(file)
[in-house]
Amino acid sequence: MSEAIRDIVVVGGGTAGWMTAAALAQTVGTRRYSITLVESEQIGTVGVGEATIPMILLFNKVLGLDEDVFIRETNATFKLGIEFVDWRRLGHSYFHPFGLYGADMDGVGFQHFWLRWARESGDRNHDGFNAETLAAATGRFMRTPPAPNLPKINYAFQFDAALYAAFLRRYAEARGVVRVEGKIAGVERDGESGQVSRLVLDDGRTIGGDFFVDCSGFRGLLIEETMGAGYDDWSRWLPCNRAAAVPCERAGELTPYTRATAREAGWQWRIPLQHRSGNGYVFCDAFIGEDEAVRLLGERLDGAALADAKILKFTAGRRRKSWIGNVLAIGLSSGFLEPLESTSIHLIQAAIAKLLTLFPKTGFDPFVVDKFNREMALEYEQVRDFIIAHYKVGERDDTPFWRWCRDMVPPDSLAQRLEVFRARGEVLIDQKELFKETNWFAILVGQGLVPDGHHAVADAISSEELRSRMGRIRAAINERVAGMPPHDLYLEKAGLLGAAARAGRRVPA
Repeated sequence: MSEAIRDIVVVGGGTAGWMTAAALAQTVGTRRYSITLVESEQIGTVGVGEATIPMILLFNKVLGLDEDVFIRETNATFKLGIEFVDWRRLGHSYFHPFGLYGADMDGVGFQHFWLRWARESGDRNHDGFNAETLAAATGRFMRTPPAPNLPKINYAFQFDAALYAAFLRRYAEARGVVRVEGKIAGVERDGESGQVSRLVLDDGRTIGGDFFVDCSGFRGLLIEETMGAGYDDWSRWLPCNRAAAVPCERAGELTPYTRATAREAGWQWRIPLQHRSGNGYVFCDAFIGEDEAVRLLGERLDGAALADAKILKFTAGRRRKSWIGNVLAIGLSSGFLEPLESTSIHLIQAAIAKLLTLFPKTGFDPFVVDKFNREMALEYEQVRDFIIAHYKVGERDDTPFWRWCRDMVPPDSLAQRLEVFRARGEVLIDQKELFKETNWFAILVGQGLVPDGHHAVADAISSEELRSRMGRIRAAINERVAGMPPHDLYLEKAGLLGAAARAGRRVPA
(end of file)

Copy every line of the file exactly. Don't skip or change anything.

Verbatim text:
[in-house]
Amino acid sequence: MSEAIRDIVVVGGGTAGWMTAAALAQTVGTRRYSITLVESEQIGTVGVGEATIPMILLFNKVLGLDEDVFIRETNATFKLGIEFVDWRRLGHSYFHPFGLYGADMDGVGFQHFWLRWARESGDRNHDGFNAETLAAATGRFMRTPPAPNLPKINYAFQFDAALYAAFLRRYAEARGVVRVEGKIAGVERDGESGQVSRLVLDDGRTIGGDFFVDCSGFRGLLIEETMGAGYDDWSRWLPCNRAAAVPCERAGELTPYTRATAREAGWQWRIPLQHRSGNGYVFCDAFIGEDEAVRLLGERLDGAALADAKILKFTAGRRRKSWIGNVLAIGLSSGFLEPLESTSIHLIQAAIAKLLTLFPKTGFDPFVVDKFNREMALEYEQVRDFIIAHYKVGERDDTPFWRWCRDMVPPDSLAQRLEVFRARGEVLIDQKELFKETNWFAILVGQGLVPDGHHAVADAISSEELRSRMGRIRAAINERVAGMPPHDLYLEKAGLLGAAARAGRRVPA
Repeated sequence: MSEAIRDIVVVGGGTAGWMTAAALAQTVGTRRYSITLVESEQIGTVGVGEATIPMILLFNKVLGLDEDVFIRETNATFKLGIEFVDWRRLGHSYFHPFGLYGADMDGVGFQHFWLRWARESGDRNHDGFNAETLAAATGRFMRTPPAPNLPKINYAFQFDAALYAAFLRRYAEARGVVRVEGKIAGVERDGESGQVSRLVLDDGRTIGGDFFVDCSGFRGLLIEETMGAGYDDWSRWLPCNRAAAVPCERAGELTPYTRATAREAGWQWRIPLQHRSGNGYVFCDAFIGEDEAVRLLGERLDGAALADAKILKFTAGRRRKSWIGNVLAIGLSSGFLEPLESTSIHLIQAAIAKLLTLFPKTGFDPFVVDKFNREMALEYEQVRDFIIAHYKVGERDDTPFWRWCRDMVPPDSLAQRLEVFRARGEVLIDQKELFKETNWFAILVGQGLVPDGHHAVADAISSEELRSRMGRIRAAINERVAGMPPHDLYLEKAGLLGAAARAGRRVPA